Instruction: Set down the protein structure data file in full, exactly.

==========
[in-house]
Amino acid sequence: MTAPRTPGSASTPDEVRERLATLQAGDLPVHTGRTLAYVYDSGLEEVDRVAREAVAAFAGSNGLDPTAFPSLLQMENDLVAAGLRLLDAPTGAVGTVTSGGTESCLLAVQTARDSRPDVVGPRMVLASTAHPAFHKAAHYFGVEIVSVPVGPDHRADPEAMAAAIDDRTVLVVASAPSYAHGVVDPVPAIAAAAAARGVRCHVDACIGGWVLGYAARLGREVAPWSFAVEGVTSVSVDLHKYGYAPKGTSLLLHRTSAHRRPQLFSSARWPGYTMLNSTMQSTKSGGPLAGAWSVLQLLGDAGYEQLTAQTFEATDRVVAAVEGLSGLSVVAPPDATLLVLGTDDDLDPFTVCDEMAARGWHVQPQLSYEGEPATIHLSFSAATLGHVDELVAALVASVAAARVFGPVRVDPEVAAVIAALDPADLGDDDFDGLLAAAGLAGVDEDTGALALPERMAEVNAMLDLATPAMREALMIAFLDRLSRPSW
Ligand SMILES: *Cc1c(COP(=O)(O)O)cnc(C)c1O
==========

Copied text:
[in-house]
Amino acid sequence: MTAPRTPGSASTPDEVRERLATLQAGDLPVHTGRTLAYVYDSGLEEVDRVAREAVAAFAGSNGLDPTAFPSLLQMENDLVAAGLRLLDAPTGAVGTVTSGGTESCLLAVQTARDSRPDVVGPRMVLASTAHPAFHKAAHYFGVEIVSVPVGPDHRADPEAMAAAIDDRTVLVVASAPSYAHGVVDPVPAIAAAAAARGVRCHVDACIGGWVLGYAARLGREVAPWSFAVEGVTSVSVDLHKYGYAPKGTSLLLHRTSAHRRPQLFSSARWPGYTMLNSTMQSTKSGGPLAGAWSVLQLLGDAGYEQLTAQTFEATDRVVAAVEGLSGLSVVAPPDATLLVLGTDDDLDPFTVCDEMAARGWHVQPQLSYEGEPATIHLSFSAATLGHVDELVAALVASVAAARVFGPVRVDPEVAAVIAALDPADLGDDDFDGLLAAAGLAGVDEDTGALALPERMAEVNAMLDLATPAMREALMIAFLDRLSRPSW
Ligand SMILES: *Cc1c(COP(=O)(O)O)cnc(C)c1O